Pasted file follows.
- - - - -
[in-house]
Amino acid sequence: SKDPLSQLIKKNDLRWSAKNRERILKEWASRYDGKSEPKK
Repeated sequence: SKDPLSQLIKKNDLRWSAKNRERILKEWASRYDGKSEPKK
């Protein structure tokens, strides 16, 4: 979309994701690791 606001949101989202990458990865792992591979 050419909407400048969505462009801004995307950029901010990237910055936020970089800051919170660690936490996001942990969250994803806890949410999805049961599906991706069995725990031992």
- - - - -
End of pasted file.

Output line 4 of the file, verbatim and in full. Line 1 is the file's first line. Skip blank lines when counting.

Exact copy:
């Protein structure tokens, strides 16, 4: 979309994701690791 606001949101989202990458990865792992591979 050419909407400048969505462009801004995307950029901010990237910055936020970089800051919170660690936490996001942990969250994803806890949410999805049961599906991706069995725990031992």